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I've got a definition like below and essentially, I want to create this in the EmailAccount class:

public EmailUser? EmailUserAccountInfo {get;set;}

the compiler gives me an error about non-nullable types. My goal is I want to make the EmailUser optional. I'm kind of confused because I can set EmailUserAccountInfo = null directly.

var r = new EmailAccount()
                        {
                            EmailUserAccountInfo = null,
                            Id = 1001
                        };



public class EmailAccount
{
    [Key]
    [DatabaseGeneratedAttribute(DatabaseGeneratedOption.Identity)]
    public int Id { get; set; }

    public EmailUser EmailUserAccountInfo { get; set; }
}


public class EmailUser
{ 
    [Key]
    [DatabaseGeneratedAttribute(DatabaseGeneratedOption.Identity)]
    public int Id { get; set; }

    public EmailAccount EmailAcount { get; set; }

    public string EmailAddress { get; set; }
    public string FirstName { get; set; }
    public string LastName { get; set; }
    public string ZipCode { get; set; }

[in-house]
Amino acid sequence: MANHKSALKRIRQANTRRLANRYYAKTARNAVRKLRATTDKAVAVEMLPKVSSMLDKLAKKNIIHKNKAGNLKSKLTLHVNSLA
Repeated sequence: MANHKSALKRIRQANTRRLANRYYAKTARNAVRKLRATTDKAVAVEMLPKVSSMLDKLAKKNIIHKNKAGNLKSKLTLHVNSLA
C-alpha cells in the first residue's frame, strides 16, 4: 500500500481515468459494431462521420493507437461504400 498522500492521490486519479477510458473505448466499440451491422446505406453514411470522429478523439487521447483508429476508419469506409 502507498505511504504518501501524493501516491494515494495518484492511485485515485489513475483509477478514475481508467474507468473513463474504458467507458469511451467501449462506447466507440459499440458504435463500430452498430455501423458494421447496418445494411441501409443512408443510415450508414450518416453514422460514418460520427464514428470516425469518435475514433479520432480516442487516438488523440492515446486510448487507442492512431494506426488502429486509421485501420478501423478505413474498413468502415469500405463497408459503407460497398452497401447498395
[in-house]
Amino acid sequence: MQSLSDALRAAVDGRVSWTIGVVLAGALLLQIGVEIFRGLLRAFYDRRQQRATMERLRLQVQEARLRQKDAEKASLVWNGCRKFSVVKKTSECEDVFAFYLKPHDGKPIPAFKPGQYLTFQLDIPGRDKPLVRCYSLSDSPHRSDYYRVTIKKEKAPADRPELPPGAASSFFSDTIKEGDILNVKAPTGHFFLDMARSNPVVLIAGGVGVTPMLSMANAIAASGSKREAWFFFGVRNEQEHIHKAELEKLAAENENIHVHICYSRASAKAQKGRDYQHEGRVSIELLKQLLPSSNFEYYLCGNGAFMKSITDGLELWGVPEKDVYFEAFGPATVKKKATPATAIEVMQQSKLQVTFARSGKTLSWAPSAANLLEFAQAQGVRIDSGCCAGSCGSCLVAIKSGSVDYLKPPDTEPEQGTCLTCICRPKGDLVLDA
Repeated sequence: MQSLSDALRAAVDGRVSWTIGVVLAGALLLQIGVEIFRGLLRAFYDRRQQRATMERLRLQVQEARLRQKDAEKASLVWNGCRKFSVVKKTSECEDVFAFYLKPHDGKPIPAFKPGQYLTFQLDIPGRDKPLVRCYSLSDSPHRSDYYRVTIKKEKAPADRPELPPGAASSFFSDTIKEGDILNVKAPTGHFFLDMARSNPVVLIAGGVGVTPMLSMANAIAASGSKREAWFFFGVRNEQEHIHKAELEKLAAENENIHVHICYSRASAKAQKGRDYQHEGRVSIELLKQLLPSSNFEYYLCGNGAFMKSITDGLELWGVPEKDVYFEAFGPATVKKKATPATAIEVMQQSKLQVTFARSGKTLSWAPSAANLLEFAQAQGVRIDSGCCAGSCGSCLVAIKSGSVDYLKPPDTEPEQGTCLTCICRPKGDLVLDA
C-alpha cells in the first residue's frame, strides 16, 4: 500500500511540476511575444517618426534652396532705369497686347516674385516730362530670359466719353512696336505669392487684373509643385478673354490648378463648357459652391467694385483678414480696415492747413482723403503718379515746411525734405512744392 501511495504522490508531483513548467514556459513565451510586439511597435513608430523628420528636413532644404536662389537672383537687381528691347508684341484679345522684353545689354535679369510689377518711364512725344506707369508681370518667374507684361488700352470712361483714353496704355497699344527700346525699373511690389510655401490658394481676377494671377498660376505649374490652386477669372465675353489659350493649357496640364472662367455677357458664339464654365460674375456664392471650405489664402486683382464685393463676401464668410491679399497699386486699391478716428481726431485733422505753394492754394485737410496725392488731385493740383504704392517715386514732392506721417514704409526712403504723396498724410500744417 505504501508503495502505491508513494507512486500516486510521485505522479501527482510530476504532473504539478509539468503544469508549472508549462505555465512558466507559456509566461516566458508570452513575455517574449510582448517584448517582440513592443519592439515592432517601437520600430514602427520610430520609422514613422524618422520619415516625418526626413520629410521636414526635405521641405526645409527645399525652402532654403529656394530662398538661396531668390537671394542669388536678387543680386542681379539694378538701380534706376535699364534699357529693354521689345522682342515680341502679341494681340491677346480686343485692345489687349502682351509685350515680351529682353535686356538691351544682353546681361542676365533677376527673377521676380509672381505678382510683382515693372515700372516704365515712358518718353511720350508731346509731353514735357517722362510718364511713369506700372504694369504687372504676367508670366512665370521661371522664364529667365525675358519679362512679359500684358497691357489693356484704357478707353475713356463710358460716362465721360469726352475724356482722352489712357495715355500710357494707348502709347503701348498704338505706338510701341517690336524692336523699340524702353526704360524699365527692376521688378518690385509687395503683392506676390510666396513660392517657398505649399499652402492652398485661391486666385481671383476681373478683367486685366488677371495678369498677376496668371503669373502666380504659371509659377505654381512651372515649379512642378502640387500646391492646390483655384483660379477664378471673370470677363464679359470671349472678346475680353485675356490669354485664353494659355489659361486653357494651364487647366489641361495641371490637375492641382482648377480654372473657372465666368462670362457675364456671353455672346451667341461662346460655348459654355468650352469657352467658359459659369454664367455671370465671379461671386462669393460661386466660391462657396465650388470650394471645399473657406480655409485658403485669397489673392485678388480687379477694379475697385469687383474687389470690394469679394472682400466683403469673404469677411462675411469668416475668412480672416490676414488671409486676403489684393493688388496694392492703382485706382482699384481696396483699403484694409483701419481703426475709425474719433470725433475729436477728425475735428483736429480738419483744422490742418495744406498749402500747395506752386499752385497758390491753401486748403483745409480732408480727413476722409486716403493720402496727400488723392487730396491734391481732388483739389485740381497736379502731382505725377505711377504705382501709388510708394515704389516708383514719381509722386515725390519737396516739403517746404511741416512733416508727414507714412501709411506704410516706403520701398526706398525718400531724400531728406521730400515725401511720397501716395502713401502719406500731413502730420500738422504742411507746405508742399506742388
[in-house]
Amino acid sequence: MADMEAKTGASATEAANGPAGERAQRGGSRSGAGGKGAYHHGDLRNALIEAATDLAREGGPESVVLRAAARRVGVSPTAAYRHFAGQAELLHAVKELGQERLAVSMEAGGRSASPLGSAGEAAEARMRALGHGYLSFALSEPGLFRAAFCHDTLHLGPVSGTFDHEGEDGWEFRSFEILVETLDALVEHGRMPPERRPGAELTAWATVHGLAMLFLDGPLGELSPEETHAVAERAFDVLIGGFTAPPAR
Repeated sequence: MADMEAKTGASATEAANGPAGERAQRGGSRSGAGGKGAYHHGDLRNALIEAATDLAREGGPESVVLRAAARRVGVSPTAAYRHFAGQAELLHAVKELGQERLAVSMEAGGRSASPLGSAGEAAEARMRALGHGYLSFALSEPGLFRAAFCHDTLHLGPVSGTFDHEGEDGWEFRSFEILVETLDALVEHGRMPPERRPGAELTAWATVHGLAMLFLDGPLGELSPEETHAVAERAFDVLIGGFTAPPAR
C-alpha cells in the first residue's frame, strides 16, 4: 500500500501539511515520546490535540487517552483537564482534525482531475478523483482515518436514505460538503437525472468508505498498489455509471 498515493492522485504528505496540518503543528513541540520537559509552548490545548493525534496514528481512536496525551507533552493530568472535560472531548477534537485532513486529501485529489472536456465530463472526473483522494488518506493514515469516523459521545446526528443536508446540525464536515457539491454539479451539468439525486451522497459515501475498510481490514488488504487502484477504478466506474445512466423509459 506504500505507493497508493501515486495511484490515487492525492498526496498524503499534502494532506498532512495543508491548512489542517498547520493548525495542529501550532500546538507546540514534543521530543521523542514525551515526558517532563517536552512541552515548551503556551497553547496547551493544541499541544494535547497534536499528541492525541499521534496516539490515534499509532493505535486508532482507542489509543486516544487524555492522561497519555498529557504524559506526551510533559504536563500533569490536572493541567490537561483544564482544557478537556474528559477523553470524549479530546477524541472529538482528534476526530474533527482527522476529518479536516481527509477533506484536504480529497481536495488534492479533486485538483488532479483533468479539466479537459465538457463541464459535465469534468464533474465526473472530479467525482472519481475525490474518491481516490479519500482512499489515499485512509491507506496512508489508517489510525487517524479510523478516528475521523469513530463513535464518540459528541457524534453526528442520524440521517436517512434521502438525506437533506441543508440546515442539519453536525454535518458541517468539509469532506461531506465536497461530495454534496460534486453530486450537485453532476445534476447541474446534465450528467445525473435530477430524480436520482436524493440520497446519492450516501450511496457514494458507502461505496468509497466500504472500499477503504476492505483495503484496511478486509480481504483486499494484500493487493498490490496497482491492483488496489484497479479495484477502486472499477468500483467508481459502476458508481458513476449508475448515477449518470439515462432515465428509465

public string City { get; set; }
    public string State { get; set; }
    public int Temperature { get; set; }
    public string WeatherString { get; set; }

    public ImageDetail ImageOfUser { get; set; }
}
share|improve this question
up vote 1 down vote accepted

You can do this if you add a foreign key and you mark that nullable:

public class EmailAccount
{
    [Key]
    [DatabaseGeneratedAttribute(DatabaseGeneratedOption.Identity)]
    public int Id { get; set; }

    // Foreign key    
    public int? EmailUserAccountInfoId { get; set; }

    // Navigation property
    public virtual EmailUser EmailUserAccountInfo { get; set; }
}

See this document about naming conventions for Code-First. (Scroll down to Relationship Convention)

share|improve this answer
    
Thanks Tsuushin, Can you explain what the implication of the virtual keyword is regarding the database? Also, I've had some doubts about whether adding the foreign key column explicitly makes a difference. – Peter Kellner Nov 27 '11 at 18:50
    
Adding the foreign key explicitly allows you to mark it as null-able, thereby instructing EF that the relationship is zero-to-one. – ECC-Dan Nov 27 '11 at 23:27
    
As for the virtual keyword, see the answer to this question – ECC-Dan Nov 27 '11 at 23:29

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